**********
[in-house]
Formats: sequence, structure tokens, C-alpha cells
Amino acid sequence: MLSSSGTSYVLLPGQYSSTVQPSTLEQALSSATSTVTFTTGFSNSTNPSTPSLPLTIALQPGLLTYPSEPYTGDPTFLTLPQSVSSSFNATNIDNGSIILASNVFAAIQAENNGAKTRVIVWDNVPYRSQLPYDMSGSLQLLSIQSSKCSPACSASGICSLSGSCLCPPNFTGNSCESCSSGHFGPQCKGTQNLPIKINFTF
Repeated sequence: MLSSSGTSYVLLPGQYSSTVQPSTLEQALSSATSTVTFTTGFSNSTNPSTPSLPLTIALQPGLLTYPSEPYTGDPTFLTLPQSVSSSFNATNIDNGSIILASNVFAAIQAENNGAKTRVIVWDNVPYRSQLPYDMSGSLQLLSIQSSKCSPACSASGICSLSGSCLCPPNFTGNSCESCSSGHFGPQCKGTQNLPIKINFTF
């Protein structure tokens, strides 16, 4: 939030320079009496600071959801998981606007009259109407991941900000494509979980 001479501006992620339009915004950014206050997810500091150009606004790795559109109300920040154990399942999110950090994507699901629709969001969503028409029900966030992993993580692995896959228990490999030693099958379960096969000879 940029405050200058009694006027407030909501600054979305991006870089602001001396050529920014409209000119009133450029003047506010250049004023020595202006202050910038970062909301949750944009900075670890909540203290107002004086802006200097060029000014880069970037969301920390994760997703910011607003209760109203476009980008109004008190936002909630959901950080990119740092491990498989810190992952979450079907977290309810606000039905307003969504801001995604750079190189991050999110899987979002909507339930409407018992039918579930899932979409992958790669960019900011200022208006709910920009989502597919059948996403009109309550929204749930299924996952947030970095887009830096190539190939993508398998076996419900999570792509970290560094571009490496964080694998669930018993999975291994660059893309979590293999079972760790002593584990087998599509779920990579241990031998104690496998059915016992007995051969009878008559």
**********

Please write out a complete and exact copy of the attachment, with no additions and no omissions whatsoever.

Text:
[in-house]
Formats: sequence, structure tokens, C-alpha cells
Amino acid sequence: MLSSSGTSYVLLPGQYSSTVQPSTLEQALSSATSTVTFTTGFSNSTNPSTPSLPLTIALQPGLLTYPSEPYTGDPTFLTLPQSVSSSFNATNIDNGSIILASNVFAAIQAENNGAKTRVIVWDNVPYRSQLPYDMSGSLQLLSIQSSKCSPACSASGICSLSGSCLCPPNFTGNSCESCSSGHFGPQCKGTQNLPIKINFTF
Repeated sequence: MLSSSGTSYVLLPGQYSSTVQPSTLEQALSSATSTVTFTTGFSNSTNPSTPSLPLTIALQPGLLTYPSEPYTGDPTFLTLPQSVSSSFNATNIDNGSIILASNVFAAIQAENNGAKTRVIVWDNVPYRSQLPYDMSGSLQLLSIQSSKCSPACSASGICSLSGSCLCPPNFTGNSCESCSSGHFGPQCKGTQNLPIKINFTF
């Protein structure tokens, strides 16, 4: 939030320079009496600071959801998981606007009259109407991941900000494509979980 001479501006992620339009915004950014206050997810500091150009606004790795559109109300920040154990399942999110950090994507699901629709969001969503028409029900966030992993993580692995896959228990490999030693099958379960096969000879 940029405050200058009694006027407030909501600054979305991006870089602001001396050529920014409209000119009133450029003047506010250049004023020595202006202050910038970062909301949750944009900075670890909540203290107002004086802006200097060029000014880069970037969301920390994760997703910011607003209760109203476009980008109004008190936002909630959901950080990119740092491990498989810190992952979450079907977290309810606000039905307003969504801001995604750079190189991050999110899987979002909507339930409407018992039918579930899932979409992958790669960019900011200022208006709910920009989502597919059948996403009109309550929204749930299924996952947030970095887009830096190539190939993508398998076996419900999570792509970290560094571009490496964080694998669930018993999975291994660059893309979590293999079972760790002593584990087998599509779920990579241990031998104690496998059915016992007995051969009878008559």